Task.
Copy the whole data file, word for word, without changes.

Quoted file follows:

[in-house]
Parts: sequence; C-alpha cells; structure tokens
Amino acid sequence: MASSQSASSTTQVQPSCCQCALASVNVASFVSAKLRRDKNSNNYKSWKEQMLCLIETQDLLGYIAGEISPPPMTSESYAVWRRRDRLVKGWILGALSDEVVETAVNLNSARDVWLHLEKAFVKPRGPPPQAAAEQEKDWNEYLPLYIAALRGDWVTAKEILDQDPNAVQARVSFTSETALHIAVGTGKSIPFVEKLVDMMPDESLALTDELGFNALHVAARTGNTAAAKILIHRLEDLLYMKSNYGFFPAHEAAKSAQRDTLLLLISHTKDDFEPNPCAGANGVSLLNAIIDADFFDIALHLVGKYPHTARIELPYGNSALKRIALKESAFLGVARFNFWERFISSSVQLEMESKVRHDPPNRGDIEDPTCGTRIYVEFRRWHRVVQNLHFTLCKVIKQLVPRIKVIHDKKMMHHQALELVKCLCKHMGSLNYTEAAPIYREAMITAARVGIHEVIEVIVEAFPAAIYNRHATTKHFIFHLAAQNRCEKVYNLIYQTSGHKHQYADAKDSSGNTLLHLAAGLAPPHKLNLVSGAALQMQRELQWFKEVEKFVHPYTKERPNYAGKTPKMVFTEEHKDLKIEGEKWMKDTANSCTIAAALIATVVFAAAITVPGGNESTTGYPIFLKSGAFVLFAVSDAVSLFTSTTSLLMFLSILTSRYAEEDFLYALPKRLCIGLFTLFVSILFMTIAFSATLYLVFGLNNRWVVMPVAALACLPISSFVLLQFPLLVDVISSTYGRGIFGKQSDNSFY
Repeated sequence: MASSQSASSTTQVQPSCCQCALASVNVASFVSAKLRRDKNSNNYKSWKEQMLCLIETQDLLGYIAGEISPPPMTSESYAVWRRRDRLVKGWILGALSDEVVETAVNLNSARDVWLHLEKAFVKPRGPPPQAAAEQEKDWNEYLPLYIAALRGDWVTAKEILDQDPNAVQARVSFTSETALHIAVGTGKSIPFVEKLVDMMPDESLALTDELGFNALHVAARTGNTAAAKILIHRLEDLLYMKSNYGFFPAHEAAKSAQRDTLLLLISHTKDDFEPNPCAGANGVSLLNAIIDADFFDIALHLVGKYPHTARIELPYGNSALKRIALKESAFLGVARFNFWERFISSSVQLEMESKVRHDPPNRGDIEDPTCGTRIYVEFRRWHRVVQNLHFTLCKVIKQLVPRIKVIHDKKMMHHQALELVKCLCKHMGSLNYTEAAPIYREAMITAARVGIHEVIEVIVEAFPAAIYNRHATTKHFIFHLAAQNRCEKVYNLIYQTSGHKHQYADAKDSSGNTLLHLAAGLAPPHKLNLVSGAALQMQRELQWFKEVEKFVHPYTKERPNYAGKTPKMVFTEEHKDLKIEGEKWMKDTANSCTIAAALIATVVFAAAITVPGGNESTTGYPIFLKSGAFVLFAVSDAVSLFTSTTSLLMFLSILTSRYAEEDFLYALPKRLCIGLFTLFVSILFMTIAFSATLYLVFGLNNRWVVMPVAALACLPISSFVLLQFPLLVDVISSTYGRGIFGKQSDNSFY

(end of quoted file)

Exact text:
[in-house]
Parts: sequence; C-alpha cells; structure tokens
Amino acid sequence: MASSQSASSTTQVQPSCCQCALASVNVASFVSAKLRRDKNSNNYKSWKEQMLCLIETQDLLGYIAGEISPPPMTSESYAVWRRRDRLVKGWILGALSDEVVETAVNLNSARDVWLHLEKAFVKPRGPPPQAAAEQEKDWNEYLPLYIAALRGDWVTAKEILDQDPNAVQARVSFTSETALHIAVGTGKSIPFVEKLVDMMPDESLALTDELGFNALHVAARTGNTAAAKILIHRLEDLLYMKSNYGFFPAHEAAKSAQRDTLLLLISHTKDDFEPNPCAGANGVSLLNAIIDADFFDIALHLVGKYPHTARIELPYGNSALKRIALKESAFLGVARFNFWERFISSSVQLEMESKVRHDPPNRGDIEDPTCGTRIYVEFRRWHRVVQNLHFTLCKVIKQLVPRIKVIHDKKMMHHQALELVKCLCKHMGSLNYTEAAPIYREAMITAARVGIHEVIEVIVEAFPAAIYNRHATTKHFIFHLAAQNRCEKVYNLIYQTSGHKHQYADAKDSSGNTLLHLAAGLAPPHKLNLVSGAALQMQRELQWFKEVEKFVHPYTKERPNYAGKTPKMVFTEEHKDLKIEGEKWMKDTANSCTIAAALIATVVFAAAITVPGGNESTTGYPIFLKSGAFVLFAVSDAVSLFTSTTSLLMFLSILTSRYAEEDFLYALPKRLCIGLFTLFVSILFMTIAFSATLYLVFGLNNRWVVMPVAALACLPISSFVLLQFPLLVDVISSTYGRGIFGKQSDNSFY
Repeated sequence: MASSQSASSTTQVQPSCCQCALASVNVASFVSAKLRRDKNSNNYKSWKEQMLCLIETQDLLGYIAGEISPPPMTSESYAVWRRRDRLVKGWILGALSDEVVETAVNLNSARDVWLHLEKAFVKPRGPPPQAAAEQEKDWNEYLPLYIAALRGDWVTAKEILDQDPNAVQARVSFTSETALHIAVGTGKSIPFVEKLVDMMPDESLALTDELGFNALHVAARTGNTAAAKILIHRLEDLLYMKSNYGFFPAHEAAKSAQRDTLLLLISHTKDDFEPNPCAGANGVSLLNAIIDADFFDIALHLVGKYPHTARIELPYGNSALKRIALKESAFLGVARFNFWERFISSSVQLEMESKVRHDPPNRGDIEDPTCGTRIYVEFRRWHRVVQNLHFTLCKVIKQLVPRIKVIHDKKMMHHQALELVKCLCKHMGSLNYTEAAPIYREAMITAARVGIHEVIEVIVEAFPAAIYNRHATTKHFIFHLAAQNRCEKVYNLIYQTSGHKHQYADAKDSSGNTLLHLAAGLAPPHKLNLVSGAALQMQRELQWFKEVEKFVHPYTKERPNYAGKTPKMVFTEEHKDLKIEGEKWMKDTANSCTIAAALIATVVFAAAITVPGGNESTTGYPIFLKSGAFVLFAVSDAVSLFTSTTSLLMFLSILTSRYAEEDFLYALPKRLCIGLFTLFVSILFMTIAFSATLYLVFGLNNRWVVMPVAALACLPISSFVLLQFPLLVDVISSTYGRGIFGKQSDNSFY